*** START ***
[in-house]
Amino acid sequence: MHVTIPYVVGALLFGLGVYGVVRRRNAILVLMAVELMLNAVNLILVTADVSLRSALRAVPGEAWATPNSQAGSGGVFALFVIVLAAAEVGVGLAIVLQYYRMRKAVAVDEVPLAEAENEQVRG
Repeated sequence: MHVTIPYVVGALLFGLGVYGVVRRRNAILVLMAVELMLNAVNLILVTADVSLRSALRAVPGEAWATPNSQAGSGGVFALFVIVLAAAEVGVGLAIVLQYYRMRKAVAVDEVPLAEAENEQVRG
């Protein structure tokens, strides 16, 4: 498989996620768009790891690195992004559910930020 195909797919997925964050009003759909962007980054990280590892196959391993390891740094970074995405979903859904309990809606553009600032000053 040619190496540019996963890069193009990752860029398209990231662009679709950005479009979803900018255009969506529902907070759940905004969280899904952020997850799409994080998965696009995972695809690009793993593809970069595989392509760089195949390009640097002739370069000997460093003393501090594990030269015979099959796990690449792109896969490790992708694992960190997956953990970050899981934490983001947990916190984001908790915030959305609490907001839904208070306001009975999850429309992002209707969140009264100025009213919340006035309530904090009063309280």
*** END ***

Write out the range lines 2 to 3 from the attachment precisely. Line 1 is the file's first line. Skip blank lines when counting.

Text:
Amino acid sequence: MHVTIPYVVGALLFGLGVYGVVRRRNAILVLMAVELMLNAVNLILVTADVSLRSALRAVPGEAWATPNSQAGSGGVFALFVIVLAAAEVGVGLAIVLQYYRMRKAVAVDEVPLAEAENEQVRG
Repeated sequence: MHVTIPYVVGALLFGLGVYGVVRRRNAILVLMAVELMLNAVNLILVTADVSLRSALRAVPGEAWATPNSQAGSGGVFALFVIVLAAAEVGVGLAIVLQYYRMRKAVAVDEVPLAEAENEQVRG